This year’s other two school board elections are for seats that are being vacated by Thomas Deakins and Kim Severance, who have both been supportive of McIntyre and his strategic plan.
The 6th District, which is centered in Karns and Hardin Valley, features a free-for-all among four candidates whose outlooks run the gamut from strongly supportive of McIntyre to stridently opposed. Consider these excerpts from their comments about his leadership at a recent candidate forum:
• Sandra Rowcliffe, who is president of the Knox County PTA: “In looking at our achievement results...we are making huge strides. Is that all due to Dr. McIntyre? Clearly not. It’s great teachers in every classroom. It’s our great principals. But you have to give him some credit for moving our kids in the direction that we as a community have said we wanted then to go.”
• Terry Hill, who is the wife and mother of former school board members (i.e., Steve Hill and Cindy Buttry): “I think Dr. McIntyre genuinely believes what he’s doing is in the best interest of this school district. But I don’t agree with a lot of what he’s done.... When your employees are unhappy that doesn’t speak to leadership.”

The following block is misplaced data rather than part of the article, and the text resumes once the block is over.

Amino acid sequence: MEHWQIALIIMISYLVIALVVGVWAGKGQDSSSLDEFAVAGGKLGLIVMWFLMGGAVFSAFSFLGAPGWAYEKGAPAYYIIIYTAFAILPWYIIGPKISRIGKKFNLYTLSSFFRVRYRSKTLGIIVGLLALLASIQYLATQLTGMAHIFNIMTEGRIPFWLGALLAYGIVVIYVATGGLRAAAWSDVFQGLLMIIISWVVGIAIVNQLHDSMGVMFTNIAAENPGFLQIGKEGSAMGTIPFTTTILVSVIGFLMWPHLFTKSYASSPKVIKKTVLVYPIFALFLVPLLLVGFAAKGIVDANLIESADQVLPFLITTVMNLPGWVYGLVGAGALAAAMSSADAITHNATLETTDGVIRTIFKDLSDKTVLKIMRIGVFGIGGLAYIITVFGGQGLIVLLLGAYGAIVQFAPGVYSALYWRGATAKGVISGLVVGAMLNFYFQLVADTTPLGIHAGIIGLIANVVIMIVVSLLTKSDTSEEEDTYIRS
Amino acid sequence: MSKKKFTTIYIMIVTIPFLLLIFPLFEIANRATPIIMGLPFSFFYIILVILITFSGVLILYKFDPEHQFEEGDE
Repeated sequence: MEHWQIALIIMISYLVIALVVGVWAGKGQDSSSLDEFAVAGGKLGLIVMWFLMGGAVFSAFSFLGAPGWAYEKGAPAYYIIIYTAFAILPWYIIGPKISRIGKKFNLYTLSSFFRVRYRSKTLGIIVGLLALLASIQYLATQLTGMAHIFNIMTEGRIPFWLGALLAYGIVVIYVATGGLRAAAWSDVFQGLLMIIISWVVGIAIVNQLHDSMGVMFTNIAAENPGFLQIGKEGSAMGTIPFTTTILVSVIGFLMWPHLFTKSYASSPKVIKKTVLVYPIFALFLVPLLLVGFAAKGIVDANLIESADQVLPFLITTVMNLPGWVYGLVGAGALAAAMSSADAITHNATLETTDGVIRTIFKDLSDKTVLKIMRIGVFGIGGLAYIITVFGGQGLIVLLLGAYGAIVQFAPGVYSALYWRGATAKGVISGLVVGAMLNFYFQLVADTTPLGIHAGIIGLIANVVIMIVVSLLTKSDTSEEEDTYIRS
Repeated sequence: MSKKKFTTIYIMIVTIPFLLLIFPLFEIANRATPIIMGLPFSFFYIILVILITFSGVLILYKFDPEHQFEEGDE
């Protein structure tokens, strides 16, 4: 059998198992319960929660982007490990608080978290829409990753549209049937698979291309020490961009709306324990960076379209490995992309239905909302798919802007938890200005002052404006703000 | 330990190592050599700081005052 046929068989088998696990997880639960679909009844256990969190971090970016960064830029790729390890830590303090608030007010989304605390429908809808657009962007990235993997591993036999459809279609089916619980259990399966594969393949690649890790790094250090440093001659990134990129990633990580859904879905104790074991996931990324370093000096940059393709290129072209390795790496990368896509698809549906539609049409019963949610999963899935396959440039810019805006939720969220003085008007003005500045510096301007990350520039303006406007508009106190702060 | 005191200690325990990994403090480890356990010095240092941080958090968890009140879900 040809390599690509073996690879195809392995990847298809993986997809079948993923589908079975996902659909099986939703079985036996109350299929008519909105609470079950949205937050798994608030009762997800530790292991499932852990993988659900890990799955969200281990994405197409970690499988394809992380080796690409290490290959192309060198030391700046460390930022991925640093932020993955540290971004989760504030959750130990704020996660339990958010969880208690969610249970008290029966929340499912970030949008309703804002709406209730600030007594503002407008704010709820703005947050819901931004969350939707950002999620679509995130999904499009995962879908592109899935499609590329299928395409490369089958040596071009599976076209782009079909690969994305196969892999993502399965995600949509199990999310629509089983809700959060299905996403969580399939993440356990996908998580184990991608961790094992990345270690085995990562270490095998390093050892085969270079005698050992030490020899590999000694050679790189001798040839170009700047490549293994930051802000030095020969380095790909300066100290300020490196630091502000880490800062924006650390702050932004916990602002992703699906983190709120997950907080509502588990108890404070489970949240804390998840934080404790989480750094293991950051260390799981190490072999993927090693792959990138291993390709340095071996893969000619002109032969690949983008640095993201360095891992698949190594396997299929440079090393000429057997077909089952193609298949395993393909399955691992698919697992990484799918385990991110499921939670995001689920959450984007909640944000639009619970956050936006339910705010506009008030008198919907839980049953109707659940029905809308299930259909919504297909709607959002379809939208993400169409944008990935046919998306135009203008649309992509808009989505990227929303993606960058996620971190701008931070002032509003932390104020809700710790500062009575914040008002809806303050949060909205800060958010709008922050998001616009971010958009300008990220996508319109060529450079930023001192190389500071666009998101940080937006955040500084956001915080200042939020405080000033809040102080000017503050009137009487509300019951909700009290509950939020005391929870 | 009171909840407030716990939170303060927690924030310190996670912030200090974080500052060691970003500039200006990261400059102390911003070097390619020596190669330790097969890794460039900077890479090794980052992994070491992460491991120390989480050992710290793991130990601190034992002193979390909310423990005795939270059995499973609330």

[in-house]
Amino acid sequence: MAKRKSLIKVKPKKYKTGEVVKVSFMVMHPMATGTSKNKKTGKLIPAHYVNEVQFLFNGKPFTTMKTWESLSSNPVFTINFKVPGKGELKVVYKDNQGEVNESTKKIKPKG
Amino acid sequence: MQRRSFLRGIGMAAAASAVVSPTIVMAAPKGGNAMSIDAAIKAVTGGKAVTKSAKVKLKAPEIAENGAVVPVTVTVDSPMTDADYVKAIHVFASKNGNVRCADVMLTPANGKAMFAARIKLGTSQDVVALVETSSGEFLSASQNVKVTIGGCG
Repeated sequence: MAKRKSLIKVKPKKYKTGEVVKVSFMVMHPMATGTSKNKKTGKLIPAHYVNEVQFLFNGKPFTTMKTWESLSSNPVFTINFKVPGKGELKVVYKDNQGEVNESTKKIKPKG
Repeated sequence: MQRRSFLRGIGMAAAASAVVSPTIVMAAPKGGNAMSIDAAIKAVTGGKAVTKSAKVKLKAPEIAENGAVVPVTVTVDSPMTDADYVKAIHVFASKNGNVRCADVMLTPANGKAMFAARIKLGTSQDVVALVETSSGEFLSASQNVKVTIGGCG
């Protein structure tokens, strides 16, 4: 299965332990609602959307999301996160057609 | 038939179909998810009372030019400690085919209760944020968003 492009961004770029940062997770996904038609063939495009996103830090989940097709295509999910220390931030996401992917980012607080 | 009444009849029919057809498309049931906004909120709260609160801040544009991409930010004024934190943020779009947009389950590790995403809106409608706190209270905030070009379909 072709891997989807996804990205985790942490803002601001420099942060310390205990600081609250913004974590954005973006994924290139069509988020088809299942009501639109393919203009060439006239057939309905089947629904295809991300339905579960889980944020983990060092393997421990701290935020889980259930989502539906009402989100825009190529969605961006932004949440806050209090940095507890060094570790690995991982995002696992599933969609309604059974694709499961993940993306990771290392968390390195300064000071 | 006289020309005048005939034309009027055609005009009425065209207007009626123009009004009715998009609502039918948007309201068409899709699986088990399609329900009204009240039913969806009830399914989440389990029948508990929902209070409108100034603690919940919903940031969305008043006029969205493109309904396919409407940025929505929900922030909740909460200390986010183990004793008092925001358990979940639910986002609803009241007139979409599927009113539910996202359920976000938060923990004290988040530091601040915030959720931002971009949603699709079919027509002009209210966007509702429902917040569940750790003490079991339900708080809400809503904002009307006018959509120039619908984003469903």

• Brad Buchanan, a systems architect and former teacher: “Leadership connotes that you have followers. Dr. McIntyre is not producing the educational leadership that is needed in Knox County. If he did, you would have the teachers lining up behind him.”
• Tamara Shepherd, a longtime whistle-blower and gadfly on school issues: “I think Dr. McIntyre’s leadership is indicative of his indoctrination by the Broad Foundation and the Aspen Institute. Those organizations tend to choose superintendents from the business sector...as opposed to any classroom exposure...and that doesn’t necessarily mean he’s a good match for us.”
By stark contrast, in the 7th District, which encompasses Halls and Powell, there is only a single candidate. She is Patti Bounds, a veteran teacher at Brickey-McCloud Elementary School, who is more guarded in her comments: “I have served under five superintendents and each of them brought a different dynamic to the schools. I think Dr. McIntyre’s leadership style is very much in line with the Broad Academy, which he attended. So I think that could be the board’s concern with his decisions as superintendent.” (Broad Academy alumni also serve as superintendents in Charlotte-Mecklenburg, N.C., Fulton County, Ga., and Dallas, Texas, just to name a few.)
Any candidate who receives a majority of the votes cast in the non-partisan May 6 primary will be elected. If no candidate gets a majority (as seems most likely in the 6th District), then the top two finishers will be on the ballot in the Aug. 7 county general election.
The four board members whose terms run until 2016 include three who have been aligned with McIntyre (Karen Carson, Indya Kincannon, and Doug Harris) and one who hasn’t (Mike McMillan). The alignment resulting from the year’s election will be crucial to the future of public education in Knox County.